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Why Is It So Cold?

February 12, 2019
By Anesa McGregor , Emmetsburg News

Like everyone else, I complained two weeks ago of the cold. It wasn't just cold; it was brutal. And like many, I stayed home Tuesday and Wednesday that week. My colleagues that made it to work did experiments outside with bubbles and hot water in weather that was colder that Alaska and even Antarctica was warmer than us. Just so yoi know bubbles freeze instantly and if you throw boiling water into air that is -60 degrees below zero, it will instantly turn to a frost like substance.

I thought back to around October, when meteorologists said it looked as if we were heading for another El Nino this winter.

Here I was looking forward to warmer than normal temperatures and below normal snowfall. Boy were the meteorologists so far from wrong.

Flashing back to Tues., Jan. 29, for those who don't remember. At 12:07 p.m. it was -8 below zero with a wind chill of -40 below. By 10 p.m., it was -21 below zero air temperature with a wind chill of -61 below zero and by 11:30 p.m. -24 below zero with a wind chill of -64 below. I don;t ever remember it being this cold before. Believe it or not Juneau, AK was almost 40 degrees warmer!

Why is this happening? Doing some thinking, I remember hearing about the polar vortex breaking.

Actually there are two polar vortices - on over Antarctica and one over the Arctic. They exists because the air over the poles is extremely cold pockets of air that are surrounded by a system of strong, high-level winds. Although it may sound like a vicious force in nature, which it can be, the winds actually create a dividing line that keeps us in the Midwest from freezing.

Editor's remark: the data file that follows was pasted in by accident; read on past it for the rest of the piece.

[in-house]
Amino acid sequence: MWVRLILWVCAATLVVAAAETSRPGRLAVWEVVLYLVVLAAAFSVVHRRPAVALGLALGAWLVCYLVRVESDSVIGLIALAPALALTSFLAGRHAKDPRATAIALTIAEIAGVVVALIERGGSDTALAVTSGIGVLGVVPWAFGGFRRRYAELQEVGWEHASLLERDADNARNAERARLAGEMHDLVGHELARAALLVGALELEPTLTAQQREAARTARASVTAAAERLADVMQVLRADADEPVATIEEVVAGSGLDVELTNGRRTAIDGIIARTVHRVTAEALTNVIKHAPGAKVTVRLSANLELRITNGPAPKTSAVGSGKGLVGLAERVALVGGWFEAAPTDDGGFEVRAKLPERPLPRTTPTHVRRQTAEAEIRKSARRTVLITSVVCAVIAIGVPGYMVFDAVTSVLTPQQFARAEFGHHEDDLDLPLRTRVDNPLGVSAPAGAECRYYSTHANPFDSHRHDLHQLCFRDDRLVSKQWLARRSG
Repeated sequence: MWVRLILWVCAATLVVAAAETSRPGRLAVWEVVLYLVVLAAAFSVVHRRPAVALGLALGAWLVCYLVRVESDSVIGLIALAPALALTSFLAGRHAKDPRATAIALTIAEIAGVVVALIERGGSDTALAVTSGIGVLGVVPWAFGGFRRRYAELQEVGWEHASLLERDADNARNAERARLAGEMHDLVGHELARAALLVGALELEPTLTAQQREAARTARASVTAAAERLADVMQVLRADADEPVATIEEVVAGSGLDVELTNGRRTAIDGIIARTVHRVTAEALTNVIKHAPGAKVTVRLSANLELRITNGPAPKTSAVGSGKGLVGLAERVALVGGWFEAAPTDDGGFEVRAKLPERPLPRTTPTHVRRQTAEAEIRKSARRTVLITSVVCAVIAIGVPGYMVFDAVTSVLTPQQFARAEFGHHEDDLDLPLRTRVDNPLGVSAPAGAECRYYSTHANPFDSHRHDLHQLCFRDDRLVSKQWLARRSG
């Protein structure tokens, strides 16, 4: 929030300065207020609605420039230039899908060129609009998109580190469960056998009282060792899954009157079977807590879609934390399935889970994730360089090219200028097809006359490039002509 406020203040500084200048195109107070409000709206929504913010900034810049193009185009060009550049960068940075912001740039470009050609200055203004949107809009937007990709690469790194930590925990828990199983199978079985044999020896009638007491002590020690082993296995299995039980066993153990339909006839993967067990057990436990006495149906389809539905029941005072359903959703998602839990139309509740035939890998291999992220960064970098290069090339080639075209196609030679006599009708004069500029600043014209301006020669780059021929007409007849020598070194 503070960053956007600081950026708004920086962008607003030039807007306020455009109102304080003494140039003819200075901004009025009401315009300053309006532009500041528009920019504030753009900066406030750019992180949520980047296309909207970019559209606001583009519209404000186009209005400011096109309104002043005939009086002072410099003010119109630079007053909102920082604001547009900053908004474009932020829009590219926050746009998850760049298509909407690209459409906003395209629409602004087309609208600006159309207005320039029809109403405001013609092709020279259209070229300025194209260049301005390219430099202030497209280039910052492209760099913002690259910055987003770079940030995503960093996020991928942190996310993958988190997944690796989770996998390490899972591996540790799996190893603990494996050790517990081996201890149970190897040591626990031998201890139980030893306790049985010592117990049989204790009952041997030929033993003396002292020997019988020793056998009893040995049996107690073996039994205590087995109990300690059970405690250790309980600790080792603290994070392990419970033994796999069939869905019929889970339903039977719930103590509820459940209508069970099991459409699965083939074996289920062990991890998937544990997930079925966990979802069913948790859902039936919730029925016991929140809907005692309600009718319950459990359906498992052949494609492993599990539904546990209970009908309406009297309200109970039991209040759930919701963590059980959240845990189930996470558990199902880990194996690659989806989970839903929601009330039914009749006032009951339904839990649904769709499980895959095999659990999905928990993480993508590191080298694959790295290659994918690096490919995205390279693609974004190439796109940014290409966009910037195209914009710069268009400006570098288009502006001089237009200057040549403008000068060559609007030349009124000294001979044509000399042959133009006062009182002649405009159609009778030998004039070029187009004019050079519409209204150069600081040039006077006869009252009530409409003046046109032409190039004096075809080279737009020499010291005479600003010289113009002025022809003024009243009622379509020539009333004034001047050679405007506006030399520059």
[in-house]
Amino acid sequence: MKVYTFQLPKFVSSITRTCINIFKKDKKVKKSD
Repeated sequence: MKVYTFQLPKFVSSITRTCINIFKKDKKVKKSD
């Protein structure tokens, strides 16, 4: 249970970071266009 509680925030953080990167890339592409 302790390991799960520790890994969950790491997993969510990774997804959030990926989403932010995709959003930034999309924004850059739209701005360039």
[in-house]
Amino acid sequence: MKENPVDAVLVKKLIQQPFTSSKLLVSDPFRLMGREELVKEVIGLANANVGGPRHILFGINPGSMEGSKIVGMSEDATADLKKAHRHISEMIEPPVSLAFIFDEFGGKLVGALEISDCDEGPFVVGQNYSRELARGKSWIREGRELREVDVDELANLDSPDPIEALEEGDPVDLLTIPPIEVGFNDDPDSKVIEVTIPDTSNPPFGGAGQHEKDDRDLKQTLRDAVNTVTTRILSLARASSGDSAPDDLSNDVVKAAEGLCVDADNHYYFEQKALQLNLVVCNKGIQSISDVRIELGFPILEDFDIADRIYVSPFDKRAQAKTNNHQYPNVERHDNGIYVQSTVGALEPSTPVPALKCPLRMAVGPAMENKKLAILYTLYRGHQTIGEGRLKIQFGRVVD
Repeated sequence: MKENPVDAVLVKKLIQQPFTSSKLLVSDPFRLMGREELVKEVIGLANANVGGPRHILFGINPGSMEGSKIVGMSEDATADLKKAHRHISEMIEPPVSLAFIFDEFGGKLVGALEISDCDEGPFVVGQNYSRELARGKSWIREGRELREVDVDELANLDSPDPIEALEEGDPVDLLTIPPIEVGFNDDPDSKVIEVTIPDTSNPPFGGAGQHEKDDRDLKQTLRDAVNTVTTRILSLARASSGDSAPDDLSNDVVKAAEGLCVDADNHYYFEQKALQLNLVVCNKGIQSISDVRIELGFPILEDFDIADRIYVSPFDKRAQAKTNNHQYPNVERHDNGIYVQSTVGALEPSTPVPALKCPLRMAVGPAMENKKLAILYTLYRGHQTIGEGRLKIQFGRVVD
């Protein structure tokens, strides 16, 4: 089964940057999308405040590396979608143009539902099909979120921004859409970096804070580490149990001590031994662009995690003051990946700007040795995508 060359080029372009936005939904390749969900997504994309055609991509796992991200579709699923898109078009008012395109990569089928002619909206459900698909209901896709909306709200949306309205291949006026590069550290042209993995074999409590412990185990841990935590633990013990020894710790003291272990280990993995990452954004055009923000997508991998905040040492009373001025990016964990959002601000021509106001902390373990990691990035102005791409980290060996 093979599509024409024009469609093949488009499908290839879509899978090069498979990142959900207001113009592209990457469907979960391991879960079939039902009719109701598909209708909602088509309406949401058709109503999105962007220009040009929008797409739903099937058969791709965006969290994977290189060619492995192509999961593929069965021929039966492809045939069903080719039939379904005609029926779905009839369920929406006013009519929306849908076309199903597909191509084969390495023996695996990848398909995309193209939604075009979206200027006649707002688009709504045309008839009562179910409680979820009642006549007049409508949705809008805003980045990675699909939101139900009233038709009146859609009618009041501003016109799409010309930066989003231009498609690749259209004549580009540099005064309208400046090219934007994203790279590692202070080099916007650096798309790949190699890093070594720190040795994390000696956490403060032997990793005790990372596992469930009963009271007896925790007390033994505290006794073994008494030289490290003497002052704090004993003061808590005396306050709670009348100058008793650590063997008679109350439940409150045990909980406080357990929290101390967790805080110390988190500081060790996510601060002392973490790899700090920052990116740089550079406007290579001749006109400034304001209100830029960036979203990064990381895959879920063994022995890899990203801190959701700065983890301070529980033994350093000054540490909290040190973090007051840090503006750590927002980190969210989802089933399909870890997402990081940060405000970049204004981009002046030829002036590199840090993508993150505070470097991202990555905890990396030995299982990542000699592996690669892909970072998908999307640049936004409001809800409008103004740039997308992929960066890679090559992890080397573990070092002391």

Every now and then, something happens which causes the polar vortex to breakdown and the cold air moves in. Not just cold air but bitter cold air that can freeze skin in less than five minutes if exposed.

There was a sudden stratospheric warming over the North Pole (almost a 60 degree temperature change) caused the winds that normally blow counterclockwise around the cold air to reverse direction allowing the cold air mass to break into three pieces giving us such brutal temperature changes. Cold air is able to move south toward Europe, Russia and Canada eventually moving as far south as Iowa.

According to the National Weather Service, in January, there was a warm up in the stratosphere causing the winds to influence the jet stream over North America to block the negative phase of the North Atlantic Oscillation, the fluctuation in sea level pressure on the surface of the Atlantic Ocean.

After a peak warmth, the air will turn cold weaks later, about when we did. It is possible that frigid temperatures will remain into March and although I say?I will never complain about how hot it gets, I will. Just as I complain about the cold. Stay Warm Everyone.



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